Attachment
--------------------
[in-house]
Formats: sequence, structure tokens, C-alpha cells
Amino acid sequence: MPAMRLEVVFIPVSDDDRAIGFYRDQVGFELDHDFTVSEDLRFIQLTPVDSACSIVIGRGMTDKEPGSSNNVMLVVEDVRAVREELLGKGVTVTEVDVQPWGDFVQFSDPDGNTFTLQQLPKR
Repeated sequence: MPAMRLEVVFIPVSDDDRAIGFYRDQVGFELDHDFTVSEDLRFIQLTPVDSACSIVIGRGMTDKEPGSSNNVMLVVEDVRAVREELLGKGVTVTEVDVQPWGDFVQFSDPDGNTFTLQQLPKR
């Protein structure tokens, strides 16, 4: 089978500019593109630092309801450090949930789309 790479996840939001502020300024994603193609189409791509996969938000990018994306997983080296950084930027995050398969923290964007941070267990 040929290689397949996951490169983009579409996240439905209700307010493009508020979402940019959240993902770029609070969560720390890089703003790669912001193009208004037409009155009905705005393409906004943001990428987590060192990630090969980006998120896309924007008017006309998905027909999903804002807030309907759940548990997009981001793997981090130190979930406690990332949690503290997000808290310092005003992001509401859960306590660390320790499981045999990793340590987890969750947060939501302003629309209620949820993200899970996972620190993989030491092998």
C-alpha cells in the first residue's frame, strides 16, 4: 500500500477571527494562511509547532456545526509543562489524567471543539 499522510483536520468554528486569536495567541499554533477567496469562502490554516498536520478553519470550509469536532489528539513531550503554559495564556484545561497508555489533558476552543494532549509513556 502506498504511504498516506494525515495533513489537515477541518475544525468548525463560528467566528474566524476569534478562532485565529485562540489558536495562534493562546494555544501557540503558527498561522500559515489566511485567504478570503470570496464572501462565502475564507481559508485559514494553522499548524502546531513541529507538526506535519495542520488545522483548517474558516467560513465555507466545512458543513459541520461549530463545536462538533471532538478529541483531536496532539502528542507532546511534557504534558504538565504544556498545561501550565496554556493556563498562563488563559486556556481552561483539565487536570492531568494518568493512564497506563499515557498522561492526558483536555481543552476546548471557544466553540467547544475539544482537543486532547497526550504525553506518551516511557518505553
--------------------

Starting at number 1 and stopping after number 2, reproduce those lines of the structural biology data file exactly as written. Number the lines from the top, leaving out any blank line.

[in-house]
Formats: sequence, structure tokens, C-alpha cells